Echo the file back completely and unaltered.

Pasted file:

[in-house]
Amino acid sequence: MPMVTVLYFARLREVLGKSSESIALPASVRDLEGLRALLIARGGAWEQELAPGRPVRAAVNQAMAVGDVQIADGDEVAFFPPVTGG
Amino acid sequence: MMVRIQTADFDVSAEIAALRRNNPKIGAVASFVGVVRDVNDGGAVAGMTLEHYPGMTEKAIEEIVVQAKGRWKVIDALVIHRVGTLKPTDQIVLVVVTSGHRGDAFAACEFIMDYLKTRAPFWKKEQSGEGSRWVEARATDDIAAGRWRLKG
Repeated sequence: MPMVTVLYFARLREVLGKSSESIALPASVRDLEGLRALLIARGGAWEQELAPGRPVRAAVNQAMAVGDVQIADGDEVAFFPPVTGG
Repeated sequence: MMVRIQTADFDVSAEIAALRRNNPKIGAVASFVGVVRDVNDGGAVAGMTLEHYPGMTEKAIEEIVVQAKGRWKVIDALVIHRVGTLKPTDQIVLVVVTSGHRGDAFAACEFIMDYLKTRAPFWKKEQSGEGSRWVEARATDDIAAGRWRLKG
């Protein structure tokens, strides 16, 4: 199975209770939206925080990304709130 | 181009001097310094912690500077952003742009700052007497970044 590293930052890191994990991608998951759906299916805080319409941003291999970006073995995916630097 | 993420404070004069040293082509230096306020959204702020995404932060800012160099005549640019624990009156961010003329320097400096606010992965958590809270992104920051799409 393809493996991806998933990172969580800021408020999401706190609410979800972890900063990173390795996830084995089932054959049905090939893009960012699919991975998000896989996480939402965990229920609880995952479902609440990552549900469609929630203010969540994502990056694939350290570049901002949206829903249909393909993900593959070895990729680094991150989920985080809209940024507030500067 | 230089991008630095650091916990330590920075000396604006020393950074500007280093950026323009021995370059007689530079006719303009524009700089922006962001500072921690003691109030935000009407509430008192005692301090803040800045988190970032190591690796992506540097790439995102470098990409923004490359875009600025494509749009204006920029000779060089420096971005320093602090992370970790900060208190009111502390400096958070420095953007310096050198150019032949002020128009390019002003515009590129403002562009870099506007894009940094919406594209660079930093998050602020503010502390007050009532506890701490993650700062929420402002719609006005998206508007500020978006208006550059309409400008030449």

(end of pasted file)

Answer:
[in-house]
Amino acid sequence: MPMVTVLYFARLREVLGKSSESIALPASVRDLEGLRALLIARGGAWEQELAPGRPVRAAVNQAMAVGDVQIADGDEVAFFPPVTGG
Amino acid sequence: MMVRIQTADFDVSAEIAALRRNNPKIGAVASFVGVVRDVNDGGAVAGMTLEHYPGMTEKAIEEIVVQAKGRWKVIDALVIHRVGTLKPTDQIVLVVVTSGHRGDAFAACEFIMDYLKTRAPFWKKEQSGEGSRWVEARATDDIAAGRWRLKG
Repeated sequence: MPMVTVLYFARLREVLGKSSESIALPASVRDLEGLRALLIARGGAWEQELAPGRPVRAAVNQAMAVGDVQIADGDEVAFFPPVTGG
Repeated sequence: MMVRIQTADFDVSAEIAALRRNNPKIGAVASFVGVVRDVNDGGAVAGMTLEHYPGMTEKAIEEIVVQAKGRWKVIDALVIHRVGTLKPTDQIVLVVVTSGHRGDAFAACEFIMDYLKTRAPFWKKEQSGEGSRWVEARATDDIAAGRWRLKG
């Protein structure tokens, strides 16, 4: 199975209770939206925080990304709130 | 181009001097310094912690500077952003742009700052007497970044 590293930052890191994990991608998951759906299916805080319409941003291999970006073995995916630097 | 993420404070004069040293082509230096306020959204702020995404932060800012160099005549640019624990009156961010003329320097400096606010992965958590809270992104920051799409 393809493996991806998933990172969580800021408020999401706190609410979800972890900063990173390795996830084995089932054959049905090939893009960012699919991975998000896989996480939402965990229920609880995952479902609440990552549900469609929630203010969540994502990056694939350290570049901002949206829903249909393909993900593959070895990729680094991150989920985080809209940024507030500067 | 230089991008630095650091916990330590920075000396604006020393950074500007280093950026323009021995370059007689530079006719303009524009700089922006962001500072921690003691109030935000009407509430008192005692301090803040800045988190970032190591690796992506540097790439995102470098990409923004490359875009600025494509749009204006920029000779060089420096971005320093602090992370970790900060208190009111502390400096958070420095953007310096050198150019032949002020128009390019002003515009590129403002562009870099506007894009940094919406594209660079930093998050602020503010502390007050009532506890701490993650700062929420402002719609006005998206508007500020978006208006550059309409400008030449």